Salt Lake County officials announced plans Tuesday to reopen the county’s senior centers starting April 19, but services put in place after the centers were shut down at the start of the COVID-19 pandemic a year ago will still be offered.
“We are looking forward to seeing our patrons again at the centers, but we plan to continue services like the ‘Virtual Senior Center’ and drive-thru meals,” Paul Leggett, Salt Lake County Aging and Adult Services division director, said.
In addition to the virtual classes and social activities offered online and lunches available for pick up, staff at the centers have made weekly phone calls to check up on patrons. Senior centers have been used for coronavirus vaccination clinics.
New health and safety protocols at the senior centers include enhanced cleaning measures and requiring reservations for lunches as well as for activities and the use of indoor spaces. Masks and social distancing will also be mandatory at the reopened centers.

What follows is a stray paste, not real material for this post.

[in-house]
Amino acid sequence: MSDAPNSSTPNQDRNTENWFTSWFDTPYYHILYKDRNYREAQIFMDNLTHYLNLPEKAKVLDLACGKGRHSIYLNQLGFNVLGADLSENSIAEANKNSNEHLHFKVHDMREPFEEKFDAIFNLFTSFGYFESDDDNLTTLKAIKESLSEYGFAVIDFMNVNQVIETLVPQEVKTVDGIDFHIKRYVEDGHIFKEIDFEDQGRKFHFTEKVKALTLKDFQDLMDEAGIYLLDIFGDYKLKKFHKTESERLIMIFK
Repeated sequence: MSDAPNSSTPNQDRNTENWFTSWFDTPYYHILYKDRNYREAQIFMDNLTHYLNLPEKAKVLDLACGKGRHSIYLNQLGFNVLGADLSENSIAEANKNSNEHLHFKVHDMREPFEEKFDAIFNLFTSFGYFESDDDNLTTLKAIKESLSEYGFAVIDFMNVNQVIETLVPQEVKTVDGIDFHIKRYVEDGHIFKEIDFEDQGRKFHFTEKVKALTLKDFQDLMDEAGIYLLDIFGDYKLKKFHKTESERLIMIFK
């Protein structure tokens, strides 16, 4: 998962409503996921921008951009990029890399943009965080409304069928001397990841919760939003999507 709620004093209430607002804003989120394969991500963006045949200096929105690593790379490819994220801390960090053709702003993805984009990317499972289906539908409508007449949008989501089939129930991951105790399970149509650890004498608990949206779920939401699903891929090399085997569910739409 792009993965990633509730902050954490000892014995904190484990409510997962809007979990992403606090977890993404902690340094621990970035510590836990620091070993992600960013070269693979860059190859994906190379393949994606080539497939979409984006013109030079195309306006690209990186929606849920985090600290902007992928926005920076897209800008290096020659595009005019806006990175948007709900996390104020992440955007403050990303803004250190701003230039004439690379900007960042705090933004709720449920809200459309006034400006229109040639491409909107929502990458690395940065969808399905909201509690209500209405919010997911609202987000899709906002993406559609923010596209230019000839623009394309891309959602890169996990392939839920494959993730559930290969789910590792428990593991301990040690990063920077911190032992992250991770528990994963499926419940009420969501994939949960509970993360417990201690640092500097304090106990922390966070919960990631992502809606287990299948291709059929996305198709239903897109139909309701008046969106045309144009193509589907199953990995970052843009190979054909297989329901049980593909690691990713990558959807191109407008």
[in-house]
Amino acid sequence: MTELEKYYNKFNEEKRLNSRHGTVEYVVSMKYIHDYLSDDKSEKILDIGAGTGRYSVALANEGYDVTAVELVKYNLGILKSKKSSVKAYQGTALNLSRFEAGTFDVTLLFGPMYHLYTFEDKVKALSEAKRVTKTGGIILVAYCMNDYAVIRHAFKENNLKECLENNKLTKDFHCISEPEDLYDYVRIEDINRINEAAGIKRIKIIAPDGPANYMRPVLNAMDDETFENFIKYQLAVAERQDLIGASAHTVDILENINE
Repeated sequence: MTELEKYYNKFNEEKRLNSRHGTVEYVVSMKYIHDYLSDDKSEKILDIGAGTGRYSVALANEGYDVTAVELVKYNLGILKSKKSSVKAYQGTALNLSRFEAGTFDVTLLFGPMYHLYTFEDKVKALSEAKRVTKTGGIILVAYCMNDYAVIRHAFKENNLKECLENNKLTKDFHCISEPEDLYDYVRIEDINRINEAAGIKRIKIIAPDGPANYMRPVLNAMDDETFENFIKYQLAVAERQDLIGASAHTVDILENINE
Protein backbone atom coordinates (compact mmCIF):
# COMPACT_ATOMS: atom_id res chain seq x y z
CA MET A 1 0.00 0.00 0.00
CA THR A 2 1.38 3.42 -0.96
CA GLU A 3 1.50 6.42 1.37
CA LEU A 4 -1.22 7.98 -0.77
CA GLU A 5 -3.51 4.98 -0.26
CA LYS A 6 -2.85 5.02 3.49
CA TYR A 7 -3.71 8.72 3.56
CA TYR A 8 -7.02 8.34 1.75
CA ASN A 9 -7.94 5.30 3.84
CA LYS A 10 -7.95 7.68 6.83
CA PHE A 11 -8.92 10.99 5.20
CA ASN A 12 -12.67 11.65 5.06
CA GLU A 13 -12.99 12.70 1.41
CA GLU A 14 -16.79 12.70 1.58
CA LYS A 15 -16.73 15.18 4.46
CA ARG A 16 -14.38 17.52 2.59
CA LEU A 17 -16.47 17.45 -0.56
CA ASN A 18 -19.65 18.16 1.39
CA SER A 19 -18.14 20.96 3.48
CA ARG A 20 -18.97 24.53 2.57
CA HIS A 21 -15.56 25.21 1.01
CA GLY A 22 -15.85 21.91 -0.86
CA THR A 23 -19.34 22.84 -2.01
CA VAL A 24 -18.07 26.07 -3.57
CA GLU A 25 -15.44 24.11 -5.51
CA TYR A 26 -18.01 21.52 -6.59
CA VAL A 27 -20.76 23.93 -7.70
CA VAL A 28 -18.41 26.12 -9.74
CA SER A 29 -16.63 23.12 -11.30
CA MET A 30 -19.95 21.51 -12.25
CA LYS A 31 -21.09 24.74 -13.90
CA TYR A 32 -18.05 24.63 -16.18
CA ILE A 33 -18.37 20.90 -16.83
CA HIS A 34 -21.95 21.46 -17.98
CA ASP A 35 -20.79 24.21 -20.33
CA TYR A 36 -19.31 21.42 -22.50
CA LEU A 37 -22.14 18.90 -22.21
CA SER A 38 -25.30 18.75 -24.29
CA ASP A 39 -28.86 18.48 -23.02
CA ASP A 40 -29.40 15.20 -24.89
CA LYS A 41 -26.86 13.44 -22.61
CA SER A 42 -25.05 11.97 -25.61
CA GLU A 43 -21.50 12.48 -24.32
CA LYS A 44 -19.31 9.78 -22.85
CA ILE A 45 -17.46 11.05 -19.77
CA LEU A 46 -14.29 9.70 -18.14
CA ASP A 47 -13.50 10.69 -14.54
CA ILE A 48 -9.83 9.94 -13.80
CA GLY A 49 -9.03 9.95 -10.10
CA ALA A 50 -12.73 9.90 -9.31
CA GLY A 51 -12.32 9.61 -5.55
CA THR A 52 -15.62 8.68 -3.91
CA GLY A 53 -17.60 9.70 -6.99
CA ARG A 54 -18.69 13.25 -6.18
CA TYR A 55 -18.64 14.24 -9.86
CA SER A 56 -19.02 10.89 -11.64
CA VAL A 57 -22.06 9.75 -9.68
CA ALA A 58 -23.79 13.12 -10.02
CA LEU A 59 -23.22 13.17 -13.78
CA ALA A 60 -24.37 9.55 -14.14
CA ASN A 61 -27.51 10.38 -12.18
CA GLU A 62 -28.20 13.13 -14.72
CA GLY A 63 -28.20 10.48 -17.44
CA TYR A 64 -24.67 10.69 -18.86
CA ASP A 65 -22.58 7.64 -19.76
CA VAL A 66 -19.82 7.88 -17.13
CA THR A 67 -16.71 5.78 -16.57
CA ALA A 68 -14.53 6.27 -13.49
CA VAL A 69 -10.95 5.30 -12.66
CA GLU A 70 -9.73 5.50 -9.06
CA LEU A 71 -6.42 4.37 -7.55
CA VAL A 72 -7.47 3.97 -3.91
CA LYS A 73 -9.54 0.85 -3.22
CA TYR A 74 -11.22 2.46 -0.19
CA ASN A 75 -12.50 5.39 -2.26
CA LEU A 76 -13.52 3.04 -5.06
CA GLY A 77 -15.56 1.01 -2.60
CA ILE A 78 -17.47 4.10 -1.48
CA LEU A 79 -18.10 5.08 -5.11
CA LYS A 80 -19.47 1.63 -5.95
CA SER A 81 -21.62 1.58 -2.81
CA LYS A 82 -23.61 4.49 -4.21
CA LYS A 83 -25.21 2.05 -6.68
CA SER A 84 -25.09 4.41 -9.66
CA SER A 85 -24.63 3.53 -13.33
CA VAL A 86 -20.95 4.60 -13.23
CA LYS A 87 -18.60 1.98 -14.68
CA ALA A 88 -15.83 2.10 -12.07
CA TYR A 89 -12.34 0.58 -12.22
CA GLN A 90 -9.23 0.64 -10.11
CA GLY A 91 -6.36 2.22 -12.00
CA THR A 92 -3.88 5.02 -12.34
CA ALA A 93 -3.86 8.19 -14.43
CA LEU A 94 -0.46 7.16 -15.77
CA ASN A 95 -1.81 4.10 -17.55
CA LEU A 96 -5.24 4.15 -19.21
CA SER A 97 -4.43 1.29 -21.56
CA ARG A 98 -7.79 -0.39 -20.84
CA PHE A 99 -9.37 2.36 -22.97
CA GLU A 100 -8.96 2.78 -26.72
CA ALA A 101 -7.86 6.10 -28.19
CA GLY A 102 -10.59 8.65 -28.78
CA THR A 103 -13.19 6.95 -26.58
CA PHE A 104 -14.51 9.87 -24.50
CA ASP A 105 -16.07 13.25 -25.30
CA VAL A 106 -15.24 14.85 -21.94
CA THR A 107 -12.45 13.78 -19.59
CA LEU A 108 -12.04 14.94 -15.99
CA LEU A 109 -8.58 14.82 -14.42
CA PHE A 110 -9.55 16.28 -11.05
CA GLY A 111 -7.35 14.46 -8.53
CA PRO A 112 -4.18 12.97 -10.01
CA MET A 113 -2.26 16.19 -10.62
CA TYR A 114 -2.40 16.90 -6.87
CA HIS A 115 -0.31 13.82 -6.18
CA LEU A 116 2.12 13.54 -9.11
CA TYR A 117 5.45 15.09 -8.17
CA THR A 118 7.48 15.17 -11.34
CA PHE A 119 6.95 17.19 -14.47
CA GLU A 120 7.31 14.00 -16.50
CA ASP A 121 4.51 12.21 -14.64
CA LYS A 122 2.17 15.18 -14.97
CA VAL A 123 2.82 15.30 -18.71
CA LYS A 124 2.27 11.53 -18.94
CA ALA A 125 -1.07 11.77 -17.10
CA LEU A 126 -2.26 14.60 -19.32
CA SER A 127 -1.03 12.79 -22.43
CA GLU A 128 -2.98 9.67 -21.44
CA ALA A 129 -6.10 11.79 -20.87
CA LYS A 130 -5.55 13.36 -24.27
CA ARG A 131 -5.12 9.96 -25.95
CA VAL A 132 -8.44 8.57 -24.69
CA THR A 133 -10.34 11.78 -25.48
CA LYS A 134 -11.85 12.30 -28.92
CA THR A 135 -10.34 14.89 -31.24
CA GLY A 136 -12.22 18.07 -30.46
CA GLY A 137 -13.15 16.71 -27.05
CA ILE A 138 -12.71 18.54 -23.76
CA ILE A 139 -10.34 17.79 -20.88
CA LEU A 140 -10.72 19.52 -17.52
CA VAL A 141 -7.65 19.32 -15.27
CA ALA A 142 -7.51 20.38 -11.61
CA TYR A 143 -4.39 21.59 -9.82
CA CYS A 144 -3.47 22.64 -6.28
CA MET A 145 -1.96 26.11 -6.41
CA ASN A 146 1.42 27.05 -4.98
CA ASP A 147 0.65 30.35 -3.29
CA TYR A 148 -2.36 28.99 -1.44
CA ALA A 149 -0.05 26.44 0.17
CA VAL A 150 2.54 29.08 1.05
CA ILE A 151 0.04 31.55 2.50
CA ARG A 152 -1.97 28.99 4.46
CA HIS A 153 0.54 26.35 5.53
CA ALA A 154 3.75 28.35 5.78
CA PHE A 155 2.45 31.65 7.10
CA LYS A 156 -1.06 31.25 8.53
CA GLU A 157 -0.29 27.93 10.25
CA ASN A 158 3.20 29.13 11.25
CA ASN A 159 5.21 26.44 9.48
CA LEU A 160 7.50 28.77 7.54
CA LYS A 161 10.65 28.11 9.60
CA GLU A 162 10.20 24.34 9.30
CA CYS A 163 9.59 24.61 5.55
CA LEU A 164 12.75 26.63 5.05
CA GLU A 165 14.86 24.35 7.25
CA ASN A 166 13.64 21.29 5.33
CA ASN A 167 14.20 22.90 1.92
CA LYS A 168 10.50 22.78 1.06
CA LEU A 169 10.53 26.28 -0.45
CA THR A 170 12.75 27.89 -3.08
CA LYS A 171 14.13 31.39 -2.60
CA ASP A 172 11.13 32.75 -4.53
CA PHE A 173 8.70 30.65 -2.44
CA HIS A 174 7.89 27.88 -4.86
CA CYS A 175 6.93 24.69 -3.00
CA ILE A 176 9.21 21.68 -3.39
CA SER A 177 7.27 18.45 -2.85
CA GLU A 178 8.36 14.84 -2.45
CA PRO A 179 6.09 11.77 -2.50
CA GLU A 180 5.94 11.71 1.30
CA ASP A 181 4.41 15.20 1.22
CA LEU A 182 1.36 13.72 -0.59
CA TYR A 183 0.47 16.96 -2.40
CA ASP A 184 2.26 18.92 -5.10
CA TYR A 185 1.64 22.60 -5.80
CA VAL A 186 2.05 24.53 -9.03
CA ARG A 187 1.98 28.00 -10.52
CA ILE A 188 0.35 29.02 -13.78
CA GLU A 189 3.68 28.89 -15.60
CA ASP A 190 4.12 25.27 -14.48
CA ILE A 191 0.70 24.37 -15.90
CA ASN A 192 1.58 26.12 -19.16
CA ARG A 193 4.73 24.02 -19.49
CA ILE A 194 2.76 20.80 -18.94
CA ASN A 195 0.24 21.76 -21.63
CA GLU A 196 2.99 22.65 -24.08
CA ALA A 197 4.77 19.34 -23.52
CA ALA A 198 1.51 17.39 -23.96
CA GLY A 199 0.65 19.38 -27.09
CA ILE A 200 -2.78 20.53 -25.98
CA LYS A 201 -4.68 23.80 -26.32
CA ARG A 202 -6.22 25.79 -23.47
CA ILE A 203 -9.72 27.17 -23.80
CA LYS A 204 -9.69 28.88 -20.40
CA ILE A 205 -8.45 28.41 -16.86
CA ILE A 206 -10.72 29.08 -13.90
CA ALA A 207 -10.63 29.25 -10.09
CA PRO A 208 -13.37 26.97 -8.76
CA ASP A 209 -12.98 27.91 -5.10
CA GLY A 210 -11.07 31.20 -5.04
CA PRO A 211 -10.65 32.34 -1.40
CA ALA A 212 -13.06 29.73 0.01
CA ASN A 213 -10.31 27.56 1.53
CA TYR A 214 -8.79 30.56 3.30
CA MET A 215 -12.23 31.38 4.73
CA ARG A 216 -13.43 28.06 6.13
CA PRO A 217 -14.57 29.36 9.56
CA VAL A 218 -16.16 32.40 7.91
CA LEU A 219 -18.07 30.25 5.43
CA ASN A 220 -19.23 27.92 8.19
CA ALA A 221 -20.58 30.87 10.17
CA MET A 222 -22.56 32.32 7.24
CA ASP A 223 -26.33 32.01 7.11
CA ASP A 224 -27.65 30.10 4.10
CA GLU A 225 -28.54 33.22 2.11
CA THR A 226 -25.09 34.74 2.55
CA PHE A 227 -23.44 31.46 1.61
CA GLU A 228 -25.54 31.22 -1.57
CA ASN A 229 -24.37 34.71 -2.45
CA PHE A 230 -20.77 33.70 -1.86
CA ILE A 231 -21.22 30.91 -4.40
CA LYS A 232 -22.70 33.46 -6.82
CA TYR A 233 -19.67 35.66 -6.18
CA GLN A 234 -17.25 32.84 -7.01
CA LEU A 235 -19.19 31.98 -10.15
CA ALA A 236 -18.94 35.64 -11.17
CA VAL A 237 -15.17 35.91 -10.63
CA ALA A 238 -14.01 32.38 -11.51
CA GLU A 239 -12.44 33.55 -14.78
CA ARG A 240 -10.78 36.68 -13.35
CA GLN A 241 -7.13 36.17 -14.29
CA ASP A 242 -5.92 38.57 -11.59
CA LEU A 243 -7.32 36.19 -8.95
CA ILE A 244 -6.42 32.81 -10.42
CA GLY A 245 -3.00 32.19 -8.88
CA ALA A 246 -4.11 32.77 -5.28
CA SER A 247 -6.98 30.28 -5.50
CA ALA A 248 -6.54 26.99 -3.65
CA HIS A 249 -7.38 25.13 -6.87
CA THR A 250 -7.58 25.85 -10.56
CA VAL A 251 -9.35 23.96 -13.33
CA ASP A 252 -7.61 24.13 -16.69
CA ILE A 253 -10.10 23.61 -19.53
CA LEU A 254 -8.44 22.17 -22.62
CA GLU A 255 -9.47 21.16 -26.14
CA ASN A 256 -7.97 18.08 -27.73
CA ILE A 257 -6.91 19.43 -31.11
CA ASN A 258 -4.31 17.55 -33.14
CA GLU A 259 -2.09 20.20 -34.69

“It’s been a long year of waiting for the centers to reopen. Once we are open, we plan to stay open,” Leggett said.
For more information on what will be offered at the county’s senior center, go to slco.org/aging.
Tuesday, the Utah Department of Health reported 371 new COVID-19 cases and four additional deaths from the virus. That brings the total number of virus cases in Utah to 385,127, and the state’s death toll has reached 2,118 lives lost.
There have been 1,331,862 COVID-19 vaccine doses administered in Utah, a daily increase of 24,329.
The rolling seven-day average for positive tests for the virus is 424 per day. An additional 5,113 Utahns were tested and 14,696 tests were conducted since Monday. The rolling seven-day average for percent positivity is 3.4% when all test results are included, and 6.7% when multiple tests by an individual in the past 90 days are excluded.
There are 134 people hospitalized in Utah with the virus, and total hospitalizations in the state have hit 15,503.
The four deaths reported Tuesday, including one that occurred before March 1, are:
• A Utah County man, between 65-84, hospitalized.
• A Salt Lake County woman, between 24-44, hospitalized,
• An Iron County woman, between 45-64, long-term care facility resident,
• A Uintah County man, older than 85, not hospitalized.